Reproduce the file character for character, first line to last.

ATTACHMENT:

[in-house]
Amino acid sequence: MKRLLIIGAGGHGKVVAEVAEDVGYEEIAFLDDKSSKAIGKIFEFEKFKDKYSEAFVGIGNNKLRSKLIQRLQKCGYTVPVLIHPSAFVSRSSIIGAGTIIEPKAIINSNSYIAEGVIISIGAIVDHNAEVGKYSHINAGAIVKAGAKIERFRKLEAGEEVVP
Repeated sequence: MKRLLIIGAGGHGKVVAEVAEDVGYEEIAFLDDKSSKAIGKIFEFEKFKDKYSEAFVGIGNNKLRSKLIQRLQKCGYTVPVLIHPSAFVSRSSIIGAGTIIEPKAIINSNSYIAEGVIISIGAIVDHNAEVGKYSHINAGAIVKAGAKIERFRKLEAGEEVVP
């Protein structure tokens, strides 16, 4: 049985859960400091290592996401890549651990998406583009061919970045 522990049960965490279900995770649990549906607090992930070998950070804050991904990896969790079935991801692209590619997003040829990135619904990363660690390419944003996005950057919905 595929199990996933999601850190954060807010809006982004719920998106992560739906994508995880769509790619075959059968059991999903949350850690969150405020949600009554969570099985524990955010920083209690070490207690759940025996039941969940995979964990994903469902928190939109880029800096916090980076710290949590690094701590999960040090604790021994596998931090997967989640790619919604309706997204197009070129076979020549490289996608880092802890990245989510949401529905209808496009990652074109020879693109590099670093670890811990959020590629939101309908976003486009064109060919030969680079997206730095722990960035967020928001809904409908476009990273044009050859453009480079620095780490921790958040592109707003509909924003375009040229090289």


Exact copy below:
[in-house]
Amino acid sequence: MKRLLIIGAGGHGKVVAEVAEDVGYEEIAFLDDKSSKAIGKIFEFEKFKDKYSEAFVGIGNNKLRSKLIQRLQKCGYTVPVLIHPSAFVSRSSIIGAGTIIEPKAIINSNSYIAEGVIISIGAIVDHNAEVGKYSHINAGAIVKAGAKIERFRKLEAGEEVVP
Repeated sequence: MKRLLIIGAGGHGKVVAEVAEDVGYEEIAFLDDKSSKAIGKIFEFEKFKDKYSEAFVGIGNNKLRSKLIQRLQKCGYTVPVLIHPSAFVSRSSIIGAGTIIEPKAIINSNSYIAEGVIISIGAIVDHNAEVGKYSHINAGAIVKAGAKIERFRKLEAGEEVVP
């Protein structure tokens, strides 16, 4: 049985859960400091290592996401890549651990998406583009061919970045 522990049960965490279900995770649990549906607090992930070998950070804050991904990896969790079935991801692209590619997003040829990135619904990363660690390419944003996005950057919905 595929199990996933999601850190954060807010809006982004719920998106992560739906994508995880769509790619075959059968059991999903949350850690969150405020949600009554969570099985524990955010920083209690070490207690759940025996039941969940995979964990994903469902928190939109880029800096916090980076710290949590690094701590999960040090604790021994596998931090997967989640790619919604309706997204197009070129076979020549490289996608880092802890990245989510949401529905209808496009990652074109020879693109590099670093670890811990959020590629939101309908976003486009064109060919030969680079997206730095722990960035967020928001809904409908476009990273044009050859453009480079620095780490921790958040592109707003509909924003375009040229090289």